Hamburg’s state government has been formally warned against using Zoom over data protection concerns.
The German state’s data protection agency (DPA) took the step of issuing a public warning yesterday, writing in a press release that the Senate Chancellory’s use of the popular videoconferencing tool violates the European Union’s General Data Protection Regulation (GDPR) since user data is transferred to the US for processing. The DPA’s concern follows a landmark ruling (Schrems II) by Europe’s top court last summer which invalidated a flagship data transfer arrangement between the EU and the US (Privacy Shield), finding US surveillance law to be incompatible with EU privacy rights.
The fallout from Schrems II has been slow to manifest — beyond an instant blanket of legal uncertainty. However a number of European DPAs are now investigating the use of US-based digital services because of the data transfer issue, and in some instances publicly warning against the use of mainstream US tools like Facebook and Zoom because user data cannot be adequately safeguarded when it’s taken over the pond. German agencies are among the most proactive in this respect. But the EU’s data protection supervisor is also investigating the bloc’s use of cloud services from US giants Amazon and Microsoft over the same data transfer concern. German government bodies urged to remove their Facebook Pages before next year.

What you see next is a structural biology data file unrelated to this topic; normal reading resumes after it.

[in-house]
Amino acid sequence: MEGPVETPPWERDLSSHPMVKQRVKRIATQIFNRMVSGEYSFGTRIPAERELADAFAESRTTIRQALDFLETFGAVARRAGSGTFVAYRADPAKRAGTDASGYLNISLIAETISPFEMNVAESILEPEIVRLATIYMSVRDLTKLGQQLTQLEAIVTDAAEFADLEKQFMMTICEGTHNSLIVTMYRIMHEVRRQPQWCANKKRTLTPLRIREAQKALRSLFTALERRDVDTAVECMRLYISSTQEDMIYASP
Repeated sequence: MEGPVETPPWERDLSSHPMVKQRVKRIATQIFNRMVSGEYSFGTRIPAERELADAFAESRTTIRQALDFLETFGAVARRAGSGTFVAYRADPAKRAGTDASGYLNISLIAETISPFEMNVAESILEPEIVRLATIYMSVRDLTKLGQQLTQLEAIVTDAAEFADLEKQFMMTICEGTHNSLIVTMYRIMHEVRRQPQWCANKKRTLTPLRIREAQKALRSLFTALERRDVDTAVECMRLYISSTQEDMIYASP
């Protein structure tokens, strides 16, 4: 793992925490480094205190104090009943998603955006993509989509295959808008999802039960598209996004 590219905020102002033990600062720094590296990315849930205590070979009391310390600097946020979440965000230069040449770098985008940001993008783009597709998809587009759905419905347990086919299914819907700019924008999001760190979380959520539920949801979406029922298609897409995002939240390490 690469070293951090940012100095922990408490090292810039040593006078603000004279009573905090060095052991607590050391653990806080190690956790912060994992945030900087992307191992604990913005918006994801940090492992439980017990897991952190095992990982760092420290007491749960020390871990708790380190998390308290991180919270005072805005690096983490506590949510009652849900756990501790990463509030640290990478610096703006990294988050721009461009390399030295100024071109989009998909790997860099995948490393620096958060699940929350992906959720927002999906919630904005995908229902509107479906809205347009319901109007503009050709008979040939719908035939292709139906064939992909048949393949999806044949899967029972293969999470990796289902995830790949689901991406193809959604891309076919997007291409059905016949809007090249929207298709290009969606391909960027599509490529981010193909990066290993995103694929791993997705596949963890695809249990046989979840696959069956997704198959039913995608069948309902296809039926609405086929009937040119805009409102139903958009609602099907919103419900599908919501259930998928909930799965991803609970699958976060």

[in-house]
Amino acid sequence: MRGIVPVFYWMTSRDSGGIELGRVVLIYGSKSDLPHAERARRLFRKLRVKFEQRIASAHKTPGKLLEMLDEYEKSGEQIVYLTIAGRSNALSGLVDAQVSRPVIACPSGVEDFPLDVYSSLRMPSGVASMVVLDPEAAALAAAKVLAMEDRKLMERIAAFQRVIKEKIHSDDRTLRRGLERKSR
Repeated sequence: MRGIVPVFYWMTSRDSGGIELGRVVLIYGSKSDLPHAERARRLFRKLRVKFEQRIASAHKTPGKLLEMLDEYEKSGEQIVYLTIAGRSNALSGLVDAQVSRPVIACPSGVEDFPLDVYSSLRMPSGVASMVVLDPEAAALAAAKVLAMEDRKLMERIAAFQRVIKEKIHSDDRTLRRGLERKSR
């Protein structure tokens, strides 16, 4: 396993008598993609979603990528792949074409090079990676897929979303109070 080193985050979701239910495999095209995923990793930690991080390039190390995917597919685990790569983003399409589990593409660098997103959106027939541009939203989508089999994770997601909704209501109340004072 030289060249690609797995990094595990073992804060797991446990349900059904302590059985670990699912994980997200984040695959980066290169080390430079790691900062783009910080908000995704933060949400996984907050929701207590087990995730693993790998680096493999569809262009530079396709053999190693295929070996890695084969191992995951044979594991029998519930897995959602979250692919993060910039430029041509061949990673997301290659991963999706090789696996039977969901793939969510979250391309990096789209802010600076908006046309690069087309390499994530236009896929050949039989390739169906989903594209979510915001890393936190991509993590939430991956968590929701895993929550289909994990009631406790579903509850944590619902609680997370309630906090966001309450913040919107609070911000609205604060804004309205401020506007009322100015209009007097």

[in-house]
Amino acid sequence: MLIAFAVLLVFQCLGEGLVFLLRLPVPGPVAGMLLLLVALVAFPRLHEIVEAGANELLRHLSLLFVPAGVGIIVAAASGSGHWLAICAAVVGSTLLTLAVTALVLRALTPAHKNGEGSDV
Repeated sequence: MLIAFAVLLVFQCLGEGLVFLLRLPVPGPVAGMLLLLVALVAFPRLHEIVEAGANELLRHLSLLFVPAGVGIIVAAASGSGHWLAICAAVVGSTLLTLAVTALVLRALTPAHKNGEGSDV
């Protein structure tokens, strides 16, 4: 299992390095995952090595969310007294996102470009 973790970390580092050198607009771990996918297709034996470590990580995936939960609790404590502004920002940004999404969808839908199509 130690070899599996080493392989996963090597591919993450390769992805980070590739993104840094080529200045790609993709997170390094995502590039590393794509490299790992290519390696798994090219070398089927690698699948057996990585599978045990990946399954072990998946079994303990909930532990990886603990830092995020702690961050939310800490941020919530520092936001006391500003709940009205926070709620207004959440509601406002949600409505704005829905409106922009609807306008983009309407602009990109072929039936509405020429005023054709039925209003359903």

At the same time, negotiations between the European Commission and the Biden administration to seek a replacement data transfer deal remain ongoing. However EU lawmakers have repeatedly warned against any quick fix — saying reform of US surveillance law is likely required before there can be a revived Privacy Shield. And as the legal limbo continues a growing number of public bodies in Europe are facing pressure to ditch US-based services in favor of compliant local alternatives.